Friday, January 22, 2010

What, no square or rectangular people invited?

Ah, what a difference a comma can make.

We're not talking the comma of million dollar (Canadian) fame, but just the same, one that would have saved a little snickering here at CSJ central.

This one is from the New York Times (which seems in the past couple of days to be the mega-mart of editing errors -- see my previous two posts) and the post "A Bomb Squad for Wall Street" by William D. Cohan. Take a look:


The sentence in question is the lede: Gather round people, today we are going to discuss the highly opaque but hugely important topic of "O.T.C. derivatives" ...

Now, at a svelte 280 - OK, 300 . Well, OK 31 ... let's just not go there ... I probably qualify as a "round people" and can join the discussion. You scrawny 250-pounders, go away. Nothing to see here. (Although perhaps he is giving you a directive to pick up every rotund roustabout you see and bring them on over to the NYT site.)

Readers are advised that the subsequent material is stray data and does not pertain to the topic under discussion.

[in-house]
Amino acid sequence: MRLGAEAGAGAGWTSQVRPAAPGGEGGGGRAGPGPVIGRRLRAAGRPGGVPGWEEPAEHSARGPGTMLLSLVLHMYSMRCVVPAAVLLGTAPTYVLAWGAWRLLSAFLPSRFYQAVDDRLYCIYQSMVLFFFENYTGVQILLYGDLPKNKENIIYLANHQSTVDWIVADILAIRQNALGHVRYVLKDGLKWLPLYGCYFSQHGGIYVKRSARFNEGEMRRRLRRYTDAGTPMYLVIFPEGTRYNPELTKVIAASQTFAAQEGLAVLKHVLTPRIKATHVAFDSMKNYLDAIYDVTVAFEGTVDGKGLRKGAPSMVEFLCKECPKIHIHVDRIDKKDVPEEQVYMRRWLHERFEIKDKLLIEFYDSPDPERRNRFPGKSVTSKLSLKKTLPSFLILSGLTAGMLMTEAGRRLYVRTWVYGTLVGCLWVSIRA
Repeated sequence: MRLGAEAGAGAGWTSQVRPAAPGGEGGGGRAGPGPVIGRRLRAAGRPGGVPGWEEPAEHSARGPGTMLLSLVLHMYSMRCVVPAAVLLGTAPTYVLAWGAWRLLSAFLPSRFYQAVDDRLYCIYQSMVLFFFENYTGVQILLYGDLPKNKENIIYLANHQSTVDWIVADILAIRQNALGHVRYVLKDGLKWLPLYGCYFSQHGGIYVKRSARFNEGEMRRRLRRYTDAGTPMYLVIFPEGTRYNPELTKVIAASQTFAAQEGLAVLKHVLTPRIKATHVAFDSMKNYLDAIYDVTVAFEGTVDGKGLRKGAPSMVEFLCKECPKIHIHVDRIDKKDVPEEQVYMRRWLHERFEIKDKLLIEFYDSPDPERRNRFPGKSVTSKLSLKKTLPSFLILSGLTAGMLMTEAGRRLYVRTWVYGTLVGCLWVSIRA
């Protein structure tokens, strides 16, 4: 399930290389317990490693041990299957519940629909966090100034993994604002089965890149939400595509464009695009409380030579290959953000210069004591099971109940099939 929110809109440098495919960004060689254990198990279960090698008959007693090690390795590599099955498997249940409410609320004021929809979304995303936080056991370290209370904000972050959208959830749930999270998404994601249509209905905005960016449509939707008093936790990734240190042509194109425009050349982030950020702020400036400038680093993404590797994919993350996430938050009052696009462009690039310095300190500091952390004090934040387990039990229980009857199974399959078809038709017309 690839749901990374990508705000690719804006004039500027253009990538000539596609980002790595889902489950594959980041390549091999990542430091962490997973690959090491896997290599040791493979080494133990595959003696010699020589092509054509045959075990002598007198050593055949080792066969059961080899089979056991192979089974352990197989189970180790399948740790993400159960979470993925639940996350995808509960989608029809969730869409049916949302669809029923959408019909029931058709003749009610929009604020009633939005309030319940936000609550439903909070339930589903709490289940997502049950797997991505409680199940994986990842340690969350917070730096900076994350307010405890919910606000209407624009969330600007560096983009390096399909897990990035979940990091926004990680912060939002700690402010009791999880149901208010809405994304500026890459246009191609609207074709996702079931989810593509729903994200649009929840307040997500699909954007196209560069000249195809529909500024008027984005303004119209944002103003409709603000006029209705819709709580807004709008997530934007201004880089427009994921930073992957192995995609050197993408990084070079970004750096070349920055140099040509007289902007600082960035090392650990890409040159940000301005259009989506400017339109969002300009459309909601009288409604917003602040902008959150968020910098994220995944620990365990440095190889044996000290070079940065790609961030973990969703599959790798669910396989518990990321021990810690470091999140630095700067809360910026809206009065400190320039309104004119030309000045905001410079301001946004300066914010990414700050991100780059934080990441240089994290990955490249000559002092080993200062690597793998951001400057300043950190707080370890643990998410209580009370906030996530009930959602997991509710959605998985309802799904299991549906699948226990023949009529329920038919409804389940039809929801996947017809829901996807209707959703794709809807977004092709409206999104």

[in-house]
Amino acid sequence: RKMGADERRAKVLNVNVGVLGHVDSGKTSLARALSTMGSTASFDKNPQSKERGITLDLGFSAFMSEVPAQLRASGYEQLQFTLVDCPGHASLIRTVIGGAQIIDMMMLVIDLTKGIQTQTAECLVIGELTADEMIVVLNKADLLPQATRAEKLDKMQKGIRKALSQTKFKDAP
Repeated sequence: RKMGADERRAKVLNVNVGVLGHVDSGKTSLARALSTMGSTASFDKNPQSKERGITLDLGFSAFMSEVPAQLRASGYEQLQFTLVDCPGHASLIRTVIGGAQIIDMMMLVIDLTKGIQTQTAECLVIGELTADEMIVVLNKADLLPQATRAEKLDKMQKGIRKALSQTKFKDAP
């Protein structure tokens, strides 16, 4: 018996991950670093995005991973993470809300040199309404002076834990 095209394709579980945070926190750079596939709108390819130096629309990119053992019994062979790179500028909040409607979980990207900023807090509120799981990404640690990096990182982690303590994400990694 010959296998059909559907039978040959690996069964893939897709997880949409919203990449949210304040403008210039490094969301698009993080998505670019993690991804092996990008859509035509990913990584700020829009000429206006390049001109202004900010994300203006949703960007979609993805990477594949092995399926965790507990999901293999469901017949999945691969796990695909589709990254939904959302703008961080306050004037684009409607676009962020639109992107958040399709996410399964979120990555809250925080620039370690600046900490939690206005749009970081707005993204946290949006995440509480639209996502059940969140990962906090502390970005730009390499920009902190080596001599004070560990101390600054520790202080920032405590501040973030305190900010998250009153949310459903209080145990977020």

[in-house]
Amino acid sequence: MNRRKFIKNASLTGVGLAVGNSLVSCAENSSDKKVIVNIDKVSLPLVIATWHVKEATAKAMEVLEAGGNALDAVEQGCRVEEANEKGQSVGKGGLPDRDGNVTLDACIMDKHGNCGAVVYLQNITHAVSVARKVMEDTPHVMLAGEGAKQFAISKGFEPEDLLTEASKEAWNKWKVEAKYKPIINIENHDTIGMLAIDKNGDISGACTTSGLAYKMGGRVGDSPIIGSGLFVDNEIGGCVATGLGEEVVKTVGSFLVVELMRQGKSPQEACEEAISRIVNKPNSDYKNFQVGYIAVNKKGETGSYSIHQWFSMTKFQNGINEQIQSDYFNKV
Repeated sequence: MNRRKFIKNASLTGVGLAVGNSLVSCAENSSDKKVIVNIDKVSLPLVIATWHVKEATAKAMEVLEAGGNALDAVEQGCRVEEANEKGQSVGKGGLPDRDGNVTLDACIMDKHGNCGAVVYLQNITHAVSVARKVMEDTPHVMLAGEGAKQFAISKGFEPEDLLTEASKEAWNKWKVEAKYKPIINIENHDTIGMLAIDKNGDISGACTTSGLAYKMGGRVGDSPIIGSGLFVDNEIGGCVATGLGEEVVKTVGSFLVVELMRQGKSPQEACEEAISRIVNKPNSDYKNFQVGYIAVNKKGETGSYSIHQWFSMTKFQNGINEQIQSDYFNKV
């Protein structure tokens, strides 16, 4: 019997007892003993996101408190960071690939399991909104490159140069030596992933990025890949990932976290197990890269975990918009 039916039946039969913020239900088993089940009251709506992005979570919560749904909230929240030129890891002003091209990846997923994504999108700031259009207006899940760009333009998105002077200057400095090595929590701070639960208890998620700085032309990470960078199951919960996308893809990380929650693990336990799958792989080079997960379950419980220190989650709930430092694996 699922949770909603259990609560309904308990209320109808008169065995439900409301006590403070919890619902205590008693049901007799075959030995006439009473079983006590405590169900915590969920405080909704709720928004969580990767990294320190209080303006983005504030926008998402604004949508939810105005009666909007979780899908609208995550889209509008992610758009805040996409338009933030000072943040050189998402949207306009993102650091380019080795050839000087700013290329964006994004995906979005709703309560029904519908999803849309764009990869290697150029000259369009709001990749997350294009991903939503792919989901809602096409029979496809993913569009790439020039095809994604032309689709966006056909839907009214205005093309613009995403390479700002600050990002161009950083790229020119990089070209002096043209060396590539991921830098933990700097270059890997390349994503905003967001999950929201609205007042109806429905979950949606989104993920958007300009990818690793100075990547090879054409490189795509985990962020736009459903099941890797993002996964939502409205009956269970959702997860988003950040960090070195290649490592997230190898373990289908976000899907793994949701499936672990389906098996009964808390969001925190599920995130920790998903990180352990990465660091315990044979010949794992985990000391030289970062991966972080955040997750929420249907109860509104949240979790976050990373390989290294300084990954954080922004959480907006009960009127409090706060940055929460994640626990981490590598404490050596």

Have you seen the problem by now? It's that "people" is a noun of address, and nouns of address are set off by commas to avoid just such ambiguity. So with the wayward comma thusly inserted:

Gather round, people, today we are going to discuss the highly opaque but hugely important topic of "O.T.C. derivatives" ...

It becomes clear, the snicker level goes down, and I don't have to worry about a bunch of 220-pounders hunting me down.

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3 Comments:

At 1/22/10, 7:51 PM, Blogger Jack Rosenberry said...

This was LOL funny, Doug. Tweeted it for you, too.

 
At 1/23/10, 3:05 PM, Blogger Doug Fisher said...

Thanks, Jack. Hope the semester is going well.
Fish

 
At 1/26/10, 3:04 PM, Anonymous Anonymous said...

No apostrophe? I'd prefer "Gather 'round," at least in print.

 

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